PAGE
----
Opening the day

Looking out over a bleak vista of gunmetal grey skies, Peter Murray opened proceedings with a meditation on his own influences. Listing Marshall McLuhan and Bucky Fuller as key to his development, Murray pondered the role of architecture and how these two figures inform contemporary thought and design. He went on to discuss the theme for World Architecture Day: Architects are city changers. Chosen by the UIA, the initiative builds upon the UN campaign, Better cities, Better lives. Murray outlined the importance of events such as World Architecture Day and encouraged collaboration between architects, so that the issues raised by increasing global populations can be addressed.

Developing relationships

Project Director of Hines, Mark Swetman discussed the importance of the relationship between developers and architects. He stated that it is essential for each party to understand one another's role, so that positive collaboration can be achieved. With many architects and developers in attendance, World Architecture Day is the ideal opportunity for this to take place, he added.

Education - Living room of learning

In the first section of the day, Education, Paul Williams of Stanton Williams talked about the importance of being 'distractible'. He used the term in a positive fashion - to discourage narrow thinking and allow openness to new challenges and divergent interests. This can lead to new experiences and open up spaces for collaboration - a perfect reflection of the aims of the award-winning campus at Central Saint Martins, which the company designed and the venue for the evening's drinks reception. The finished building is robust, flexible and adaptable. This organic form of architecture gives students a sense of space and place in which to create and experiment as they learn. It is important that students have ownership and feel that the space belongs to them so that they can shape their the environment, explained Williams.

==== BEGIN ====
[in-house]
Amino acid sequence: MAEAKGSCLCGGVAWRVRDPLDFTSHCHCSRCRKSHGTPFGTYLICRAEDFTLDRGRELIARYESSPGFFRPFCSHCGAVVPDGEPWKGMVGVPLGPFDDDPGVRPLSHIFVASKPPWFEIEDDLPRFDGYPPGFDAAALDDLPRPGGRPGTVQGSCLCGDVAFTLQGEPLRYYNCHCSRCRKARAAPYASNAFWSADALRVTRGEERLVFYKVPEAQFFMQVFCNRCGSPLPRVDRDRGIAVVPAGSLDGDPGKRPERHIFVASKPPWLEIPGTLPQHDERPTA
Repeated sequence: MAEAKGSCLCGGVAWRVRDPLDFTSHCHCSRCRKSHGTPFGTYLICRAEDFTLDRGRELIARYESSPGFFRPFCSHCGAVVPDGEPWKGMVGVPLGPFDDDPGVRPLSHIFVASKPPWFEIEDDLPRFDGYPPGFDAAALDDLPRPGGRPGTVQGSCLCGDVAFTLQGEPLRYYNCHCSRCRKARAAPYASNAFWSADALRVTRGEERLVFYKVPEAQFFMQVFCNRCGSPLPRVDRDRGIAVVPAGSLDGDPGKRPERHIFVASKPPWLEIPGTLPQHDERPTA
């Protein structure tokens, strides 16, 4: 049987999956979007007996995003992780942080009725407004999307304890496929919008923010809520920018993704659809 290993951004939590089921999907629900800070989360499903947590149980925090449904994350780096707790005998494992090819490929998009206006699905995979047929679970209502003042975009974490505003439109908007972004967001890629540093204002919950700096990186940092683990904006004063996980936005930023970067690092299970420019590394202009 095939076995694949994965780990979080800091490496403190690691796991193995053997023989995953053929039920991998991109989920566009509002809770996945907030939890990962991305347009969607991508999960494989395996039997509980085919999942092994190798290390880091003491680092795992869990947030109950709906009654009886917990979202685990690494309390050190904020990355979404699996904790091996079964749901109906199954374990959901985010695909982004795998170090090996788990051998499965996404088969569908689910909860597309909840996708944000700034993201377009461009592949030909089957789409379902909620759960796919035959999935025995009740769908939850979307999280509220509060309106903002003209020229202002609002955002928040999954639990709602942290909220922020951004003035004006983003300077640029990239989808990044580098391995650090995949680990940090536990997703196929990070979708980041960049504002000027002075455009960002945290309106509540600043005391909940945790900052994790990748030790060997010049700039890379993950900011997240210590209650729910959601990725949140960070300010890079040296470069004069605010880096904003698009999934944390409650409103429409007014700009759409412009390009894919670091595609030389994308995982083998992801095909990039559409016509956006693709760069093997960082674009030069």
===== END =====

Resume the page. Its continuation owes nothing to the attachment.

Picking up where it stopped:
Clearly a progressive thinker, Williams argued that it is fear of change that stops architecture evolving. The new campus breaks down the idea of what a building can be. It is spontaneous, fluid, mercurial; in a state of flux and continued becoming. It never aspired to precision or perfection, nor will it ever be finished. It is an open project, into which the students breathe life. The ensuing discussion with Roger Hawkins of Hawkins\Brown focused on new types of non-didactic education and the importance of non-traditional spaces of learning.

Healthcare - A machine for healing

In the second sector of the day, Healthcare, Jean Mah of Perkins+Will spoke about her involvement with the Kenyan Women and Children's Wellness Centre. Located in Nairobi, this environmentally friendly, state-of-the-art facility provides healthcare, counselling and education for victims of violence and abuse. Supported by the Jordan Foundation in Chicago, the site contains a hospital, outpatient clinics, an institute of learning, gender counselling centre and a family hostel, and was the winner of the 2012 WAN AWARDS Healthcare Sector, Future Schemes category.

Bringing modern healthcare to a developing country and evolving a design process that balanced science with the human experience was certainly a challenge. Each section of the village was specifically tailored to Kenya with respect to social customs, local construction practices and environmental concerns, including the use of climate to condition space. The result is a sympathetic, unintimidating and socially responsive building that engenders a sense of place and healing.

For successful healing to take place